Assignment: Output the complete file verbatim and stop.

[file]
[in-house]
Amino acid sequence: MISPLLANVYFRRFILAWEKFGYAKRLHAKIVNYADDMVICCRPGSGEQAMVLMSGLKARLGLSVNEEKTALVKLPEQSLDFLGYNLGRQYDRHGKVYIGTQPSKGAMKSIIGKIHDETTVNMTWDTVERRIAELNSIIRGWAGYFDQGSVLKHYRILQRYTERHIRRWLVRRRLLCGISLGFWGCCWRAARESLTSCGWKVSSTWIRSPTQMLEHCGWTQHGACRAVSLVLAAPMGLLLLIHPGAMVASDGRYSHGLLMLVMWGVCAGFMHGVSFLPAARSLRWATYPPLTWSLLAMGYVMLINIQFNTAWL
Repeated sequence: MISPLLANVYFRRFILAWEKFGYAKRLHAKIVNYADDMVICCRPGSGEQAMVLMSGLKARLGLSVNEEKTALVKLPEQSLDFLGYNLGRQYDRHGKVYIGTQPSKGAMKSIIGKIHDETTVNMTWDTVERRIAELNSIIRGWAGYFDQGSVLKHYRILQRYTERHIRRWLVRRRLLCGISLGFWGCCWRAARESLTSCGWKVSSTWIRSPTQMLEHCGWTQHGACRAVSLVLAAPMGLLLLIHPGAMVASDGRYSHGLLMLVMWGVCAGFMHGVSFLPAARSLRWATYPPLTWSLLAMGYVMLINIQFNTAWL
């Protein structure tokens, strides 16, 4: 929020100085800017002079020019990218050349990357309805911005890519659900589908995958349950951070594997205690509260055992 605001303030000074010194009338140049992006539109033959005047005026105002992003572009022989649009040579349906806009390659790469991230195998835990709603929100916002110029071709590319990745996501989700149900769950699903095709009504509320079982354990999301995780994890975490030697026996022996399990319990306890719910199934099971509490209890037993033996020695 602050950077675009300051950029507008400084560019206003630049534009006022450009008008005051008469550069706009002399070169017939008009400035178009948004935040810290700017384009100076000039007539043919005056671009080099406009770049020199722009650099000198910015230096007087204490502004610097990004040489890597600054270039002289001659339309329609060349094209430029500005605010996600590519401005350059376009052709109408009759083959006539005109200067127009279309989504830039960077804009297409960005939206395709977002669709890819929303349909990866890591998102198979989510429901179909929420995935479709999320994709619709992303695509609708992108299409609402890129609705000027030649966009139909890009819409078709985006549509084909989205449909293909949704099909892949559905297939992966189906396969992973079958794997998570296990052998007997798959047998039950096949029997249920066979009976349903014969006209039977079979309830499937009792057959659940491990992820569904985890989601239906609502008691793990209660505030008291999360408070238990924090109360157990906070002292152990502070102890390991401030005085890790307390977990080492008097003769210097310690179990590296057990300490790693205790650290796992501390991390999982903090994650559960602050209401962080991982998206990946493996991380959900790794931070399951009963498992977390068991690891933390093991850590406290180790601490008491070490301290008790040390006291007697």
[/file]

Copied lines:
[in-house]
Amino acid sequence: MISPLLANVYFRRFILAWEKFGYAKRLHAKIVNYADDMVICCRPGSGEQAMVLMSGLKARLGLSVNEEKTALVKLPEQSLDFLGYNLGRQYDRHGKVYIGTQPSKGAMKSIIGKIHDETTVNMTWDTVERRIAELNSIIRGWAGYFDQGSVLKHYRILQRYTERHIRRWLVRRRLLCGISLGFWGCCWRAARESLTSCGWKVSSTWIRSPTQMLEHCGWTQHGACRAVSLVLAAPMGLLLLIHPGAMVASDGRYSHGLLMLVMWGVCAGFMHGVSFLPAARSLRWATYPPLTWSLLAMGYVMLINIQFNTAWL
Repeated sequence: MISPLLANVYFRRFILAWEKFGYAKRLHAKIVNYADDMVICCRPGSGEQAMVLMSGLKARLGLSVNEEKTALVKLPEQSLDFLGYNLGRQYDRHGKVYIGTQPSKGAMKSIIGKIHDETTVNMTWDTVERRIAELNSIIRGWAGYFDQGSVLKHYRILQRYTERHIRRWLVRRRLLCGISLGFWGCCWRAARESLTSCGWKVSSTWIRSPTQMLEHCGWTQHGACRAVSLVLAAPMGLLLLIHPGAMVASDGRYSHGLLMLVMWGVCAGFMHGVSFLPAARSLRWATYPPLTWSLLAMGYVMLINIQFNTAWL
């Protein structure tokens, strides 16, 4: 929020100085800017002079020019990218050349990357309805911005890519659900589908995958349950951070594997205690509260055992 605001303030000074010194009338140049992006539109033959005047005026105002992003572009022989649009040579349906806009390659790469991230195998835990709603929100916002110029071709590319990745996501989700149900769950699903095709009504509320079982354990999301995780994890975490030697026996022996399990319990306890719910199934099971509490209890037993033996020695 602050950077675009300051950029507008400084560019206003630049534009006022450009008008005051008469550069706009002399070169017939008009400035178009948004935040810290700017384009100076000039007539043919005056671009080099406009770049020199722009650099000198910015230096007087204490502004610097990004040489890597600054270039002289001659339309329609060349094209430029500005605010996600590519401005350059376009052709109408009759083959006539005109200067127009279309989504830039960077804009297409960005939206395709977002669709890819929303349909990866890591998102198979989510429901179909929420995935479709999320994709619709992303695509609708992108299409609402890129609705000027030649966009139909890009819409078709985006549509084909989205449909293909949704099909892949559905297939992966189906396969992973079958794997998570296990052998007997798959047998039950096949029997249920066979009976349903014969006209039977079979309830499937009792057959659940491990992820569904985890989601239906609502008691793990209660505030008291999360408070238990924090109360157990906070002292152990502070102890390991401030005085890790307390977990080492008097003769210097310690179990590296057990300490790693205790650290796992501390991390999982903090994650559960602050209401962080991982998206990946493996991380959900790794931070399951009963498992977390068991690891933390093991850590406290180790601490008491070490301290008790040390006291007697």